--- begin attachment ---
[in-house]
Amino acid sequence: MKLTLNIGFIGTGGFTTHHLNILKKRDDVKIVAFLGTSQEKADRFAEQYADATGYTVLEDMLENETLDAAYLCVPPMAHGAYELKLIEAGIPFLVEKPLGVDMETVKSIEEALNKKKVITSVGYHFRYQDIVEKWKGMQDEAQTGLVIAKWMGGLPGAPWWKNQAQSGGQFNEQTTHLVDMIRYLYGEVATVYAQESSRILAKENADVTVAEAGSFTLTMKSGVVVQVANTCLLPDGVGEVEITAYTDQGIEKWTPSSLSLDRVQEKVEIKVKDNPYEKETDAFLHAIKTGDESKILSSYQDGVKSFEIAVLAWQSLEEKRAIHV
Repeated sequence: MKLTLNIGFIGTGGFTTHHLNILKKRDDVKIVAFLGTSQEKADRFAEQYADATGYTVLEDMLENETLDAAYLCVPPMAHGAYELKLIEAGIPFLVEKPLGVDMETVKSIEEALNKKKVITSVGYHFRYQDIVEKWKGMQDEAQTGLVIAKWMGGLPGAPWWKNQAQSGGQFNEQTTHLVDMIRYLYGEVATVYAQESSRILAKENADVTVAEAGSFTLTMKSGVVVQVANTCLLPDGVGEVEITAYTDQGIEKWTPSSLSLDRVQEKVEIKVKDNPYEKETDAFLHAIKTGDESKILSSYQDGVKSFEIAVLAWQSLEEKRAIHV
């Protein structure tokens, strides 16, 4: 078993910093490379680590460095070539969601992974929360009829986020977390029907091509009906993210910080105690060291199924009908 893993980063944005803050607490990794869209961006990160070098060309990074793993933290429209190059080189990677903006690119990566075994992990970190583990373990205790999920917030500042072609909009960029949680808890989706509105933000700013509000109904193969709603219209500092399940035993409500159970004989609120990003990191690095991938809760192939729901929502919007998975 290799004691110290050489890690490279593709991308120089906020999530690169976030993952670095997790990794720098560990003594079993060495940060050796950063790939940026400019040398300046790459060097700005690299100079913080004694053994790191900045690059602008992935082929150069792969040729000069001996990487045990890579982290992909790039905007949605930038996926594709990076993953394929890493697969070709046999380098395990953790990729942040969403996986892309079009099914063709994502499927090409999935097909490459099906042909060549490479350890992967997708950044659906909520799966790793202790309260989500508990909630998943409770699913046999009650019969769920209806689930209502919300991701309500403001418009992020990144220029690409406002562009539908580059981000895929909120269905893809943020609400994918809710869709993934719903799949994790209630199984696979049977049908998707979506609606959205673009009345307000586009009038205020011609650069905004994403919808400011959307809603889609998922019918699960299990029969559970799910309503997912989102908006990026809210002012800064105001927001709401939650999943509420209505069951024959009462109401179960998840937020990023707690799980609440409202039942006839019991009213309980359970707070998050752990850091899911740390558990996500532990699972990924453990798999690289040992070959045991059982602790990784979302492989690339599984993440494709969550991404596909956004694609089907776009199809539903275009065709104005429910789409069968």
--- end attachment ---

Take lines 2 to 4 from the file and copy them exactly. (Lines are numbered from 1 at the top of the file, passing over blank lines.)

Amino acid sequence: MKLTLNIGFIGTGGFTTHHLNILKKRDDVKIVAFLGTSQEKADRFAEQYADATGYTVLEDMLENETLDAAYLCVPPMAHGAYELKLIEAGIPFLVEKPLGVDMETVKSIEEALNKKKVITSVGYHFRYQDIVEKWKGMQDEAQTGLVIAKWMGGLPGAPWWKNQAQSGGQFNEQTTHLVDMIRYLYGEVATVYAQESSRILAKENADVTVAEAGSFTLTMKSGVVVQVANTCLLPDGVGEVEITAYTDQGIEKWTPSSLSLDRVQEKVEIKVKDNPYEKETDAFLHAIKTGDESKILSSYQDGVKSFEIAVLAWQSLEEKRAIHV
Repeated sequence: MKLTLNIGFIGTGGFTTHHLNILKKRDDVKIVAFLGTSQEKADRFAEQYADATGYTVLEDMLENETLDAAYLCVPPMAHGAYELKLIEAGIPFLVEKPLGVDMETVKSIEEALNKKKVITSVGYHFRYQDIVEKWKGMQDEAQTGLVIAKWMGGLPGAPWWKNQAQSGGQFNEQTTHLVDMIRYLYGEVATVYAQESSRILAKENADVTVAEAGSFTLTMKSGVVVQVANTCLLPDGVGEVEITAYTDQGIEKWTPSSLSLDRVQEKVEIKVKDNPYEKETDAFLHAIKTGDESKILSSYQDGVKSFEIAVLAWQSLEEKRAIHV
């Protein structure tokens, strides 16, 4: 078993910093490379680590460095070539969601992974929360009829986020977390029907091509009906993210910080105690060291199924009908 893993980063944005803050607490990794869209961006990160070098060309990074793993933290429209190059080189990677903006690119990566075994992990970190583990373990205790999920917030500042072609909009960029949680808890989706509105933000700013509000109904193969709603219209500092399940035993409500159970004989609120990003990191690095991938809760192939729901929502919007998975 290799004691110290050489890690490279593709991308120089906020999530690169976030993952670095997790990794720098560990003594079993060495940060050796950063790939940026400019040398300046790459060097700005690299100079913080004694053994790191900045690059602008992935082929150069792969040729000069001996990487045990890579982290992909790039905007949605930038996926594709990076993953394929890493697969070709046999380098395990953790990729942040969403996986892309079009099914063709994502499927090409999935097909490459099906042909060549490479350890992967997708950044659906909520799966790793202790309260989500508990909630998943409770699913046999009650019969769920209806689930209502919300991701309500403001418009992020990144220029690409406002562009539908580059981000895929909120269905893809943020609400994918809710869709993934719903799949994790209630199984696979049977049908998707979506609606959205673009009345307000586009009038205020011609650069905004994403919808400011959307809603889609998922019918699960299990029969559970799910309503997912989102908006990026809210002012800064105001927001709401939650999943509420209505069951024959009462109401179960998840937020990023707690799980609440409202039942006839019991009213309980359970707070998050752990850091899911740390558990996500532990699972990924453990798999690289040992070959045991059982602790990784979302492989690339599984993440494709969550991404596909956004694609089907776009199809539903275009065709104005429910789409069968």